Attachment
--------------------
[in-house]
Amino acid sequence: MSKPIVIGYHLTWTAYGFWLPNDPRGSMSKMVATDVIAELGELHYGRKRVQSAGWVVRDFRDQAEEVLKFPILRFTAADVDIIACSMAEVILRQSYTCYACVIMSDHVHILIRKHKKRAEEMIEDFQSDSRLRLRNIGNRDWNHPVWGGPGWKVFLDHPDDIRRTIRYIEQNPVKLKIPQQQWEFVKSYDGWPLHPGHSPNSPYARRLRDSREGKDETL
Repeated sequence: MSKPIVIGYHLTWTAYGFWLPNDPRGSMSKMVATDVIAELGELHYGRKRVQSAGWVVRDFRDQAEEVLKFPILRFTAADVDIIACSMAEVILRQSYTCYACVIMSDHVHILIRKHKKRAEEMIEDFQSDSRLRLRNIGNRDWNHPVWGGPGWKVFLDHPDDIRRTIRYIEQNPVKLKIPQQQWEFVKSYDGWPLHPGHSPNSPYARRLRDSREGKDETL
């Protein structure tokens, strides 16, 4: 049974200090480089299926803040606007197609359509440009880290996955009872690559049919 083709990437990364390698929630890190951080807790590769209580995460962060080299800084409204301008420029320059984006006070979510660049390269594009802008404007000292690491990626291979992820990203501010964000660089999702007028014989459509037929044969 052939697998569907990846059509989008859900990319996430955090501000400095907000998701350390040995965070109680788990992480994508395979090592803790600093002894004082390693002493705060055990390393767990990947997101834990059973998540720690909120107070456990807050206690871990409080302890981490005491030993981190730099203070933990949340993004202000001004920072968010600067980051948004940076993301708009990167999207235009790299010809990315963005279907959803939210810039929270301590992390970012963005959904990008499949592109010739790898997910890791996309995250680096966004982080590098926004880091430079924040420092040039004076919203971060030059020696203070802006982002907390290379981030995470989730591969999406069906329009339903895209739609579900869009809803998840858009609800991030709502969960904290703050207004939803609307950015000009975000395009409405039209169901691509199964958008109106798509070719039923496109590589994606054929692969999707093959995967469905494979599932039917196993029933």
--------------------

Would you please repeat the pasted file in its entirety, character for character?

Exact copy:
[in-house]
Amino acid sequence: MSKPIVIGYHLTWTAYGFWLPNDPRGSMSKMVATDVIAELGELHYGRKRVQSAGWVVRDFRDQAEEVLKFPILRFTAADVDIIACSMAEVILRQSYTCYACVIMSDHVHILIRKHKKRAEEMIEDFQSDSRLRLRNIGNRDWNHPVWGGPGWKVFLDHPDDIRRTIRYIEQNPVKLKIPQQQWEFVKSYDGWPLHPGHSPNSPYARRLRDSREGKDETL
Repeated sequence: MSKPIVIGYHLTWTAYGFWLPNDPRGSMSKMVATDVIAELGELHYGRKRVQSAGWVVRDFRDQAEEVLKFPILRFTAADVDIIACSMAEVILRQSYTCYACVIMSDHVHILIRKHKKRAEEMIEDFQSDSRLRLRNIGNRDWNHPVWGGPGWKVFLDHPDDIRRTIRYIEQNPVKLKIPQQQWEFVKSYDGWPLHPGHSPNSPYARRLRDSREGKDETL
């Protein structure tokens, strides 16, 4: 049974200090480089299926803040606007197609359509440009880290996955009872690559049919 083709990437990364390698929630890190951080807790590769209580995460962060080299800084409204301008420029320059984006006070979510660049390269594009802008404007000292690491990626291979992820990203501010964000660089999702007028014989459509037929044969 052939697998569907990846059509989008859900990319996430955090501000400095907000998701350390040995965070109680788990992480994508395979090592803790600093002894004082390693002493705060055990390393767990990947997101834990059973998540720690909120107070456990807050206690871990409080302890981490005491030993981190730099203070933990949340993004202000001004920072968010600067980051948004940076993301708009990167999207235009790299010809990315963005279907959803939210810039929270301590992390970012963005959904990008499949592109010739790898997910890791996309995250680096966004982080590098926004880091430079924040420092040039004076919203971060030059020696203070802006982002907390290379981030995470989730591969999406069906329009339903895209739609579900869009809803998840858009609800991030709502969960904290703050207004939803609307950015000009975000395009409405039209169901691509199964958008109106798509070719039923496109590589994606054929692969999707093959995967469905494979599932039917196993029933």